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  • (US) IPA(key): /ə.ˈkɹɛd.ɪt/
  • (file)


accredit (third-person singular simple present accredits, present participle accrediting, simple past and past participle accredited)

  1. (transitive) To ascribe; attribute; credit with.
  2. (transitive) To put or bring into credit; to invest with credit or authority; to sanction.
    • February 17, 1793, William Cowper, letter to Samuel Rose, Esq.
      His censure will [] accredit his praises.
    • 1612-1620, Thomas Shelton (translator), Don Quixote
      these reasons [] which accredit and fortify mine opinion.
  3. (transitive) To send with letters credential, as an ambassador, envoy, or diplomatic agent; to authorize, as a messenger or delegate.
    • 1870, James Anthony Froude, History of England from the Fall of Wolsey to the Defeat of the Spanish Armada
      Beton [] was accredited to the Court of France.
  4. (transitive) To believe; to put trust in.
    • 1820, Robert Southey, The Life of Wesley; and Rise and Progress of Methodism
      He accredited and repeated stories of apparitions and witchcraft.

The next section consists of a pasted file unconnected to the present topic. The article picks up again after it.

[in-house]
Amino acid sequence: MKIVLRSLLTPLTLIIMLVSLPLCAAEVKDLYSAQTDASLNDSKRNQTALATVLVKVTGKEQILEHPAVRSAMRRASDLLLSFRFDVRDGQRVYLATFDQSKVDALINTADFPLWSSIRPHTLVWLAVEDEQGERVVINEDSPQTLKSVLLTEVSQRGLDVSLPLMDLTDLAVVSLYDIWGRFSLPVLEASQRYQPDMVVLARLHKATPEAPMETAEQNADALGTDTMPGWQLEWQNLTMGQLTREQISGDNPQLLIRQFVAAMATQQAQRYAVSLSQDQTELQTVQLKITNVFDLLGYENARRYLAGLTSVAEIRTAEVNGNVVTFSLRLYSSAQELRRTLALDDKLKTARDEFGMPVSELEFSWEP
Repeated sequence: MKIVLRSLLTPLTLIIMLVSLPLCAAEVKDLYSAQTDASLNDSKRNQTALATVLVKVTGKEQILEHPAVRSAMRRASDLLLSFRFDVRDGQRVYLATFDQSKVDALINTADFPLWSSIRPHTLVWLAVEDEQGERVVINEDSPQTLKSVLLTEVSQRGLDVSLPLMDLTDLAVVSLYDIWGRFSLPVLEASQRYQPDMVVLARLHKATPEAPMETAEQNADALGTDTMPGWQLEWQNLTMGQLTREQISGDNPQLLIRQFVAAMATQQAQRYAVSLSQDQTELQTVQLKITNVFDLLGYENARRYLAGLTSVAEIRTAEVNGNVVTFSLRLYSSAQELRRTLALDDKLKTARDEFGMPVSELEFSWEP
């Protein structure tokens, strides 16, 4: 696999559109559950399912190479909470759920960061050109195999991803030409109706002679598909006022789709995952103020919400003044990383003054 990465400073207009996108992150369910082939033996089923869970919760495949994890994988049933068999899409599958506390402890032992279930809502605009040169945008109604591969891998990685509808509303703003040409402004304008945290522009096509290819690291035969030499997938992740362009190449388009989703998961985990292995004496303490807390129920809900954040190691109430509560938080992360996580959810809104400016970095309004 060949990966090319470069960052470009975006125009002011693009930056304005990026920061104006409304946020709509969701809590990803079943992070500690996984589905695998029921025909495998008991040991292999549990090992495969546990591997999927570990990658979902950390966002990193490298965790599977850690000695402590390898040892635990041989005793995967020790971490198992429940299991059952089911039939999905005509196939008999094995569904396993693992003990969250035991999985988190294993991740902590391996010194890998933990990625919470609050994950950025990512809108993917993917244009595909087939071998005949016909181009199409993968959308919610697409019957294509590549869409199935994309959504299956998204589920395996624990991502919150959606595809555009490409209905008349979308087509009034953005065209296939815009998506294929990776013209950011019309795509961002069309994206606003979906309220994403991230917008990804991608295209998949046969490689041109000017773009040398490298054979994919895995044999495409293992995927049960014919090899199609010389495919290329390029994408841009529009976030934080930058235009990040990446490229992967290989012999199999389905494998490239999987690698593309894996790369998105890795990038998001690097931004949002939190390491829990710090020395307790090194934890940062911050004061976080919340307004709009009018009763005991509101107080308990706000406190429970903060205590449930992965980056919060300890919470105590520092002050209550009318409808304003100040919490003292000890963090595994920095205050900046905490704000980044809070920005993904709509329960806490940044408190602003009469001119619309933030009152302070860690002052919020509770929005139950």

• 1855, George Cornewall Lewis, Enquiry into the Credibility of the Early Roman History
      The version of early Roman history which was accredited in the fifth century.
    • 1859, George Meredith, The Ordeal of Richard Feverel, Chapter 15:
      He spoke as if he saw the Truth, and, persisting in it so long, he was accredited by those who did not understand him, and silenced them that did.
  5. (transitive) To enter on the credit side of an account book.
  6. (transitive) To certify as meeting a predetermined standard; to certify an educational institution as upholding the specified standards necessary for the students to advance.
    The school was an accredited college.
  7. (transitive) To recognize as outstanding.
  8. (transitive, literally) To credit.

Derived terms[edit]